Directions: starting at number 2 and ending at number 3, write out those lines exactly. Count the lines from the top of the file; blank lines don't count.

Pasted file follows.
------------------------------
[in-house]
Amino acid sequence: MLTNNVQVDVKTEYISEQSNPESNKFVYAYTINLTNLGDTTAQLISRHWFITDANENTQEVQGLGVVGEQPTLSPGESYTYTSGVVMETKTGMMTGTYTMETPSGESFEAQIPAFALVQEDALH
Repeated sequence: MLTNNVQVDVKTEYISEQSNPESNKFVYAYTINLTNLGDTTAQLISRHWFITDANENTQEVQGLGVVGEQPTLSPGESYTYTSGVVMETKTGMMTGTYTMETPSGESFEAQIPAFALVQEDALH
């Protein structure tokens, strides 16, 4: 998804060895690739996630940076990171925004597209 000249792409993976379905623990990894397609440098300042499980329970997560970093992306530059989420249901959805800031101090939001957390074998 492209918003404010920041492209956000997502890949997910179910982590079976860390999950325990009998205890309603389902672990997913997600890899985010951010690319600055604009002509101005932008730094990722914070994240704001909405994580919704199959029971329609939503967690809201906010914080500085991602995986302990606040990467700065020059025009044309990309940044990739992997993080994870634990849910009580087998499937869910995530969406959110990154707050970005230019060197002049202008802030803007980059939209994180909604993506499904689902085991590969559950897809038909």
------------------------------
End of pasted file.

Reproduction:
Amino acid sequence: MLTNNVQVDVKTEYISEQSNPESNKFVYAYTINLTNLGDTTAQLISRHWFITDANENTQEVQGLGVVGEQPTLSPGESYTYTSGVVMETKTGMMTGTYTMETPSGESFEAQIPAFALVQEDALH
Repeated sequence: MLTNNVQVDVKTEYISEQSNPESNKFVYAYTINLTNLGDTTAQLISRHWFITDANENTQEVQGLGVVGEQPTLSPGESYTYTSGVVMETKTGMMTGTYTMETPSGESFEAQIPAFALVQEDALH